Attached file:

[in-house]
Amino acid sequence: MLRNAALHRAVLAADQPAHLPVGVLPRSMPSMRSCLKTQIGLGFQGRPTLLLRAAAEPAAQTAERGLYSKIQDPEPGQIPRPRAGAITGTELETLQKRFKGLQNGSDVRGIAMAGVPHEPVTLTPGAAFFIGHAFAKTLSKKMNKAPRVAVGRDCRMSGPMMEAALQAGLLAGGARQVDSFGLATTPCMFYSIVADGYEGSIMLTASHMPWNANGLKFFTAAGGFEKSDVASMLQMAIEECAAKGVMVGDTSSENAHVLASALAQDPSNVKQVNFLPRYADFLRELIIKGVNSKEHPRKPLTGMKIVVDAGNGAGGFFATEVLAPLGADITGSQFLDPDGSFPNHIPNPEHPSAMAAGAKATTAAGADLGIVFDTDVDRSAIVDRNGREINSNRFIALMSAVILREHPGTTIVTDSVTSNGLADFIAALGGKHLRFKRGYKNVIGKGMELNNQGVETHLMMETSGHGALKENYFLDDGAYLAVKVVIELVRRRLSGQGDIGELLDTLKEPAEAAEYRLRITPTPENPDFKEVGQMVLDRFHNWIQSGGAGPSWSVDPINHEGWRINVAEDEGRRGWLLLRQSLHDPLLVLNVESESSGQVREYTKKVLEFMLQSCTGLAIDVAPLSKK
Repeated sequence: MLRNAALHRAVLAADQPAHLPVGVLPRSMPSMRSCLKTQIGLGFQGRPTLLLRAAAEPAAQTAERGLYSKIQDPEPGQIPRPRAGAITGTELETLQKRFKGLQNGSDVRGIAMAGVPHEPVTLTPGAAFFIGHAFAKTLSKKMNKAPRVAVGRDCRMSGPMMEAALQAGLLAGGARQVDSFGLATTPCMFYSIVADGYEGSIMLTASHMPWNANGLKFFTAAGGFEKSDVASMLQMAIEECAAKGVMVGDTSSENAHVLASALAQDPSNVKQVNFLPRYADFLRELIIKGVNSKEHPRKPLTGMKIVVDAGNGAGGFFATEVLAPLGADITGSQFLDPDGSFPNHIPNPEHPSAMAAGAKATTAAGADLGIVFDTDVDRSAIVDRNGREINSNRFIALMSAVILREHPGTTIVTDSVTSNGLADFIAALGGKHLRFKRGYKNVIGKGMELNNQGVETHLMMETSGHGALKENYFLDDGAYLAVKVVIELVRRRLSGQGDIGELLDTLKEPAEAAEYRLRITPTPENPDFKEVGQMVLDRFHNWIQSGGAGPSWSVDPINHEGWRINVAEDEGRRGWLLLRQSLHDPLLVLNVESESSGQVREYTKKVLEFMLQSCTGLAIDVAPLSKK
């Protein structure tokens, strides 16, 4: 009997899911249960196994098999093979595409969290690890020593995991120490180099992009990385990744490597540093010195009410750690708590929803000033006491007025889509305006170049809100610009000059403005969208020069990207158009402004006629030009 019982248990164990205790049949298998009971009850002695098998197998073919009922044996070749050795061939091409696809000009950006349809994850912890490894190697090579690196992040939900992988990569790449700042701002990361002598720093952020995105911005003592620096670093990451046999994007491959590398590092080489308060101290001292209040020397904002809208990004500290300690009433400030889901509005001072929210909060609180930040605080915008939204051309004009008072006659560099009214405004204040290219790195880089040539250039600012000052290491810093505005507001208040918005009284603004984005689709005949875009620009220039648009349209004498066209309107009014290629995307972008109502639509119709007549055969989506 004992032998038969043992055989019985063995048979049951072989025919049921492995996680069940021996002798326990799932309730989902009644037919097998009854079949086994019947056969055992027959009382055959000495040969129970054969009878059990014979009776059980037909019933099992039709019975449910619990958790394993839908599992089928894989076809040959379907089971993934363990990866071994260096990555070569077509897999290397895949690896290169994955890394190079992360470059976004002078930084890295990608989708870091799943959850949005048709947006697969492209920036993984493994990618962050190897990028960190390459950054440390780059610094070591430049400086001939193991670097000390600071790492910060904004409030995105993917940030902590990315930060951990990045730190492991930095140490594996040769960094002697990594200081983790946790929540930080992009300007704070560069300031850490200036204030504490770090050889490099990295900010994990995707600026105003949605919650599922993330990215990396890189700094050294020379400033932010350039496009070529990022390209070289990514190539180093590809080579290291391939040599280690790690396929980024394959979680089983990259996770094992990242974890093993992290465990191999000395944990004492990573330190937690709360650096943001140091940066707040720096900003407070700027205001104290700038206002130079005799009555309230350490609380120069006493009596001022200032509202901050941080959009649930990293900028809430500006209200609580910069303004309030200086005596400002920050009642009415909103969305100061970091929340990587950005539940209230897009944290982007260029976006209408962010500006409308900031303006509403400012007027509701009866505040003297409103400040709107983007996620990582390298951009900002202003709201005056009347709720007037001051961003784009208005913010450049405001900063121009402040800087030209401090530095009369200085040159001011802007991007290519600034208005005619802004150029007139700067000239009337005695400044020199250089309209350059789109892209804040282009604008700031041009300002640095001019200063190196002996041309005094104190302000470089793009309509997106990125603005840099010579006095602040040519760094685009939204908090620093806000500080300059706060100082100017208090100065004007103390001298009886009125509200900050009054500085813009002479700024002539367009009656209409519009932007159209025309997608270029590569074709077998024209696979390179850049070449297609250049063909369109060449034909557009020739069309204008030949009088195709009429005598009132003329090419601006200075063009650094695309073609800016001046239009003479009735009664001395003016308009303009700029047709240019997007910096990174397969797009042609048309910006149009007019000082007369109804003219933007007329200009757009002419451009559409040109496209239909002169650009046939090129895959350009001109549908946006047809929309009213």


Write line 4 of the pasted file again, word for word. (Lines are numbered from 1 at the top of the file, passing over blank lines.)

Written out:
């Protein structure tokens, strides 16, 4: 009997899911249960196994098999093979595409969290690890020593995991120490180099992009990385990744490597540093010195009410750690708590929803000033006491007025889509305006170049809100610009000059403005969208020069990207158009402004006629030009 019982248990164990205790049949298998009971009850002695098998197998073919009922044996070749050795061939091409696809000009950006349809994850912890490894190697090579690196992040939900992988990569790449700042701002990361002598720093952020995105911005003592620096670093990451046999994007491959590398590092080489308060101290001292209040020397904002809208990004500290300690009433400030889901509005001072929210909060609180930040605080915008939204051309004009008072006659560099009214405004204040290219790195880089040539250039600012000052290491810093505005507001208040918005009284603004984005689709005949875009620009220039648009349209004498066209309107009014290629995307972008109502639509119709007549055969989506 004992032998038969043992055989019985063995048979049951072989025919049921492995996680069940021996002798326990799932309730989902009644037919097998009854079949086994019947056969055992027959009382055959000495040969129970054969009878059990014979009776059980037909019933099992039709019975449910619990958790394993839908599992089928894989076809040959379907089971993934363990990866071994260096990555070569077509897999290397895949690896290169994955890394190079992360470059976004002078930084890295990608989708870091799943959850949005048709947006697969492209920036993984493994990618962050190897990028960190390459950054440390780059610094070591430049400086001939193991670097000390600071790492910060904004409030995105993917940030902590990315930060951990990045730190492991930095140490594996040769960094002697990594200081983790946790929540930080992009300007704070560069300031850490200036204030504490770090050889490099990295900010994990995707600026105003949605919650599922993330990215990396890189700094050294020379400033932010350039496009070529990022390209070289990514190539180093590809080579290291391939040599280690790690396929980024394959979680089983990259996770094992990242974890093993992290465990191999000395944990004492990573330190937690709360650096943001140091940066707040720096900003407070700027205001104290700038206002130079005799009555309230350490609380120069006493009596001022200032509202901050941080959009649930990293900028809430500006209200609580910069303004309030200086005596400002920050009642009415909103969305100061970091929340990587950005539940209230897009944290982007260029976006209408962010500006409308900031303006509403400012007027509701009866505040003297409103400040709107983007996620990582390298951009900002202003709201005056009347709720007037001051961003784009208005913010450049405001900063121009402040800087030209401090530095009369200085040159001011802007991007290519600034208005005619802004150029007139700067000239009337005695400044020199250089309209350059789109892209804040282009604008700031041009300002640095001019200063190196002996041309005094104190302000470089793009309509997106990125603005840099010579006095602040040519760094685009939204908090620093806000500080300059706060100082100017208090100065004007103390001298009886009125509200900050009054500085813009002479700024002539367009009656209409519009932007159209025309997608270029590569074709077998024209696979390179850049070449297609250049063909369109060449034909557009020739069309204008030949009088195709009429005598009132003329090419601006200075063009650094695309073609800016001046239009003479009735009664001395003016308009303009700029047709240019997007910096990174397969797009042609048309910006149009007019000082007369109804003219933007007329200009757009002419451009559409040109496209239909002169650009046939090129895959350009001109549908946006047809929309009213």